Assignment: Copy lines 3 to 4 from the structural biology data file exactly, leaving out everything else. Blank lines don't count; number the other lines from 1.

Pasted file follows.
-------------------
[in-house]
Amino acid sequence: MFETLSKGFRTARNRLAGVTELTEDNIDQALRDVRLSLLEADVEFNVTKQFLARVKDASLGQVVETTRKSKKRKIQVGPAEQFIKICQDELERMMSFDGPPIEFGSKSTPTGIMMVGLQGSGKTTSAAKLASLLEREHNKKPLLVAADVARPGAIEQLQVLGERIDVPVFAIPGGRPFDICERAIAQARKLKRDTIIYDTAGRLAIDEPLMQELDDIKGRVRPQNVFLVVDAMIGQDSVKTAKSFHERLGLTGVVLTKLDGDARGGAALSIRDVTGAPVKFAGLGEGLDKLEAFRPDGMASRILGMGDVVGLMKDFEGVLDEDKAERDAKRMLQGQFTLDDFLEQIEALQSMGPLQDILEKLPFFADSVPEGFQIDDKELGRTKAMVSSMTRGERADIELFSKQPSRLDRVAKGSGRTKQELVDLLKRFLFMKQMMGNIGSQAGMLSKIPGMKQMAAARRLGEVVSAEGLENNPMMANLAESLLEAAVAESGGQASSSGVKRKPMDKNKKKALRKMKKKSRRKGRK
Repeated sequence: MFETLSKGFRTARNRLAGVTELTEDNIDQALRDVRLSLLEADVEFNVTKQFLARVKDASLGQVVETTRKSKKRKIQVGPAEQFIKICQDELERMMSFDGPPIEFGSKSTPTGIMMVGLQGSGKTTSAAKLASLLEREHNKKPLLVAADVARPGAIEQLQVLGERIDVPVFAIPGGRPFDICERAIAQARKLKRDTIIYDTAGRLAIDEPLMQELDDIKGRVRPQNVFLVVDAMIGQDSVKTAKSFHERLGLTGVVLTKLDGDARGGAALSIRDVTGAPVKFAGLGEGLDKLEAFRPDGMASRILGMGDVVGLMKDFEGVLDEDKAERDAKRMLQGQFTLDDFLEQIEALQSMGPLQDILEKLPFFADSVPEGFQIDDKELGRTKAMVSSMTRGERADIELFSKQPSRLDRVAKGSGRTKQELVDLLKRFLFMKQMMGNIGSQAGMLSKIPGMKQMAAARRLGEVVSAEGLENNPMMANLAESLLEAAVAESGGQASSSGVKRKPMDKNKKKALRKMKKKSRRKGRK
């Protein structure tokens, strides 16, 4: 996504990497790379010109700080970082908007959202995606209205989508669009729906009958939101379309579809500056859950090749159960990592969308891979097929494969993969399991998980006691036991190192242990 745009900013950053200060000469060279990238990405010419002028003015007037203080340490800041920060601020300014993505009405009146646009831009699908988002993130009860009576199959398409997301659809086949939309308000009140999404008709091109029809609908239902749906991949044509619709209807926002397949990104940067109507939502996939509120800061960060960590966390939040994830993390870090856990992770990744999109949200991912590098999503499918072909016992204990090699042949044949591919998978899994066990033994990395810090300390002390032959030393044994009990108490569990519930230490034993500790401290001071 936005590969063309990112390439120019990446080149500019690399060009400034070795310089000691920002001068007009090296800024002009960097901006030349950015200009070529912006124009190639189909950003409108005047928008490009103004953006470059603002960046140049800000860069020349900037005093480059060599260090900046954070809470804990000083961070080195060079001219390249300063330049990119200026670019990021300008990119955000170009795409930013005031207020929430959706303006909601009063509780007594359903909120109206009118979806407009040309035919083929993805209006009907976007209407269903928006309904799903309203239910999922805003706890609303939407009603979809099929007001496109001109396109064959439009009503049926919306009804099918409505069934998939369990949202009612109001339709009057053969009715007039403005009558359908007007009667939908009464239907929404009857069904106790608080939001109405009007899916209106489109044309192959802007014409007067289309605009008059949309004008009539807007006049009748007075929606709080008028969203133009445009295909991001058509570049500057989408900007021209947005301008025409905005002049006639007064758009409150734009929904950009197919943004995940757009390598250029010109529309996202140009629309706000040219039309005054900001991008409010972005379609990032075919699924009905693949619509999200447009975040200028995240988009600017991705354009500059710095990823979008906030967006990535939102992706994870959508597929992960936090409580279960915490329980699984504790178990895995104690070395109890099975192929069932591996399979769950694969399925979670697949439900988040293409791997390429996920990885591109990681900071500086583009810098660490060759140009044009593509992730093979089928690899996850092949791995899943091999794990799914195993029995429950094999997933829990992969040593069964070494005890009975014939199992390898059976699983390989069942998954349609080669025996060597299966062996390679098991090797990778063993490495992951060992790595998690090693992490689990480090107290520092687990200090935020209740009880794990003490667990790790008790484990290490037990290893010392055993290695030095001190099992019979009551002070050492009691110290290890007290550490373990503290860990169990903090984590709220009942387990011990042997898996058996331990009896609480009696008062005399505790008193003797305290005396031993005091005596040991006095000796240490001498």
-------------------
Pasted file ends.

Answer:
Repeated sequence: MFETLSKGFRTARNRLAGVTELTEDNIDQALRDVRLSLLEADVEFNVTKQFLARVKDASLGQVVETTRKSKKRKIQVGPAEQFIKICQDELERMMSFDGPPIEFGSKSTPTGIMMVGLQGSGKTTSAAKLASLLEREHNKKPLLVAADVARPGAIEQLQVLGERIDVPVFAIPGGRPFDICERAIAQARKLKRDTIIYDTAGRLAIDEPLMQELDDIKGRVRPQNVFLVVDAMIGQDSVKTAKSFHERLGLTGVVLTKLDGDARGGAALSIRDVTGAPVKFAGLGEGLDKLEAFRPDGMASRILGMGDVVGLMKDFEGVLDEDKAERDAKRMLQGQFTLDDFLEQIEALQSMGPLQDILEKLPFFADSVPEGFQIDDKELGRTKAMVSSMTRGERADIELFSKQPSRLDRVAKGSGRTKQELVDLLKRFLFMKQMMGNIGSQAGMLSKIPGMKQMAAARRLGEVVSAEGLENNPMMANLAESLLEAAVAESGGQASSSGVKRKPMDKNKKKALRKMKKKSRRKGRK
């Protein structure tokens, strides 16, 4: 996504990497790379010109700080970082908007959202995606209205989508669009729906009958939101379309579809500056859950090749159960990592969308891979097929494969993969399991998980006691036991190192242990 745009900013950053200060000469060279990238990405010419002028003015007037203080340490800041920060601020300014993505009405009146646009831009699908988002993130009860009576199959398409997301659809086949939309308000009140999404008709091109029809609908239902749906991949044509619709209807926002397949990104940067109507939502996939509120800061960060960590966390939040994830993390870090856990992770990744999109949200991912590098999503499918072909016992204990090699042949044949591919998978899994066990033994990395810090300390002390032959030393044994009990108490569990519930230490034993500790401290001071 936005590969063309990112390439120019990446080149500019690399060009400034070795310089000691920002001068007009090296800024002009960097901006030349950015200009070529912006124009190639189909950003409108005047928008490009103004953006470059603002960046140049800000860069020349900037005093480059060599260090900046954070809470804990000083961070080195060079001219390249300063330049990119200026670019990021300008990119955000170009795409930013005031207020929430959706303006909601009063509780007594359903909120109206009118979806407009040309035919083929993805209006009907976007209407269903928006309904799903309203239910999922805003706890609303939407009603979809099929007001496109001109396109064959439009009503049926919306009804099918409505069934998939369990949202009612109001339709009057053969009715007039403005009558359908007007009667939908009464239907929404009857069904106790608080939001109405009007899916209106489109044309192959802007014409007067289309605009008059949309004008009539807007006049009748007075929606709080008028969203133009445009295909991001058509570049500057989408900007021209947005301008025409905005002049006639007064758009409150734009929904950009197919943004995940757009390598250029010109529309996202140009629309706000040219039309005054900001991008409010972005379609990032075919699924009905693949619509999200447009975040200028995240988009600017991705354009500059710095990823979008906030967006990535939102992706994870959508597929992960936090409580279960915490329980699984504790178990895995104690070395109890099975192929069932591996399979769950694969399925979670697949439900988040293409791997390429996920990885591109990681900071500086583009810098660490060759140009044009593509992730093979089928690899996850092949791995899943091999794990799914195993029995429950094999997933829990992969040593069964070494005890009975014939199992390898059976699983390989069942998954349609080669025996060597299966062996390679098991090797990778063993490495992951060992790595998690090693992490689990480090107290520092687990200090935020209740009880794990003490667990790790008790484990290490037990290893010392055993290695030095001190099992019979009551002070050492009691110290290890007290550490373990503290860990169990903090984590709220009942387990011990042997898996058996331990009896609480009696008062005399505790008193003797305290005396031993005091005596040991006095000796240490001498």